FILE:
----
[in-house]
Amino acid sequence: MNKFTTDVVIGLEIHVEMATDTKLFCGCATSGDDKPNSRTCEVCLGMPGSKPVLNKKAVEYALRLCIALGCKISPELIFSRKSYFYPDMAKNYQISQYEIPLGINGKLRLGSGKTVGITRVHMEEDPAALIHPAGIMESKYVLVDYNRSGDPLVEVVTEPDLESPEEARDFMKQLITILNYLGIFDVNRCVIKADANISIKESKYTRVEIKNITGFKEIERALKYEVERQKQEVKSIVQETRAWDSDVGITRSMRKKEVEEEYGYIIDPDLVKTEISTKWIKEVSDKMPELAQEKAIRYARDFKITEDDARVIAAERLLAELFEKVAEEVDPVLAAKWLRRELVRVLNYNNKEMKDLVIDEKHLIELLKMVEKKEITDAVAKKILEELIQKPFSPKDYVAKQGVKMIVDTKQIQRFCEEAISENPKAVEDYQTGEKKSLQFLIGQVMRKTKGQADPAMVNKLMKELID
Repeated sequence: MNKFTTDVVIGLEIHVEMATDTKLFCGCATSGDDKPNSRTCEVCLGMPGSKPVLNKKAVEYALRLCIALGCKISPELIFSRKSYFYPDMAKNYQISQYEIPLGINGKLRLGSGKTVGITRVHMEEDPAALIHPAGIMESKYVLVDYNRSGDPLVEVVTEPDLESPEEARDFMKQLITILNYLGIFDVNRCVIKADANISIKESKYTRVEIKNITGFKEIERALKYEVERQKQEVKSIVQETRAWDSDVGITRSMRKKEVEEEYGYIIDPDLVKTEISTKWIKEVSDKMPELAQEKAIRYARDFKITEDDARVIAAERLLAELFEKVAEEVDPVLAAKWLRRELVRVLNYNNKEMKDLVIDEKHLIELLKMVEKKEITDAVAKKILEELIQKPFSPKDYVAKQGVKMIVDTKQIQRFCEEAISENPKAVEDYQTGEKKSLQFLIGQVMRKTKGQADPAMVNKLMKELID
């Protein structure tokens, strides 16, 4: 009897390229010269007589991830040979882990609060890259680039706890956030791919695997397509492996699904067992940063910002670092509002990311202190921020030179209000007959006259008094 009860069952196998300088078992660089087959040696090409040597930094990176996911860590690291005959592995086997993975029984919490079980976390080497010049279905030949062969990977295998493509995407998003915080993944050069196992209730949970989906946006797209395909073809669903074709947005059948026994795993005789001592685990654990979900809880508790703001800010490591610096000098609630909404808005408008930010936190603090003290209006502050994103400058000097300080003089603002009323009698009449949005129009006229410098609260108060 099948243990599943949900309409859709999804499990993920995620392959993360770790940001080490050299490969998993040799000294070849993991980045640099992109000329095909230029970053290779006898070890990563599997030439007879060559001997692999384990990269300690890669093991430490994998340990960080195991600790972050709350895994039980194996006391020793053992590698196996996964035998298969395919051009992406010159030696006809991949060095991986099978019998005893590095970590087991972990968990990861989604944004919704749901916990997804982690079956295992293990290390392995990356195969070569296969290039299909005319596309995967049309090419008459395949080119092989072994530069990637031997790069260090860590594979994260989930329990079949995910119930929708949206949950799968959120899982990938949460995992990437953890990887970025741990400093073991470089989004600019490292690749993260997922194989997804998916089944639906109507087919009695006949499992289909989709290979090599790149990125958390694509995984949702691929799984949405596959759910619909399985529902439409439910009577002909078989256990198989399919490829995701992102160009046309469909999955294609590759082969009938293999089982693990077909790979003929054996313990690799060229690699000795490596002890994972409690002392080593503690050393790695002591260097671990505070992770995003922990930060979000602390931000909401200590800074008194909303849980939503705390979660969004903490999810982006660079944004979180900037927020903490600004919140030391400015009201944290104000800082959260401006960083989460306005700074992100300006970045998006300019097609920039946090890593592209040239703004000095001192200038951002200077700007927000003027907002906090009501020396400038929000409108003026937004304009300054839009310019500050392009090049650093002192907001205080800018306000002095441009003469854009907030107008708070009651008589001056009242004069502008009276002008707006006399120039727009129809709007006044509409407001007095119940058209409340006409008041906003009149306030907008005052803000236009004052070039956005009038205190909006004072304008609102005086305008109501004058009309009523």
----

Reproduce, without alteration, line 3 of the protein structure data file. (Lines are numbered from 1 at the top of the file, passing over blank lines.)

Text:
Repeated sequence: MNKFTTDVVIGLEIHVEMATDTKLFCGCATSGDDKPNSRTCEVCLGMPGSKPVLNKKAVEYALRLCIALGCKISPELIFSRKSYFYPDMAKNYQISQYEIPLGINGKLRLGSGKTVGITRVHMEEDPAALIHPAGIMESKYVLVDYNRSGDPLVEVVTEPDLESPEEARDFMKQLITILNYLGIFDVNRCVIKADANISIKESKYTRVEIKNITGFKEIERALKYEVERQKQEVKSIVQETRAWDSDVGITRSMRKKEVEEEYGYIIDPDLVKTEISTKWIKEVSDKMPELAQEKAIRYARDFKITEDDARVIAAERLLAELFEKVAEEVDPVLAAKWLRRELVRVLNYNNKEMKDLVIDEKHLIELLKMVEKKEITDAVAKKILEELIQKPFSPKDYVAKQGVKMIVDTKQIQRFCEEAISENPKAVEDYQTGEKKSLQFLIGQVMRKTKGQADPAMVNKLMKELID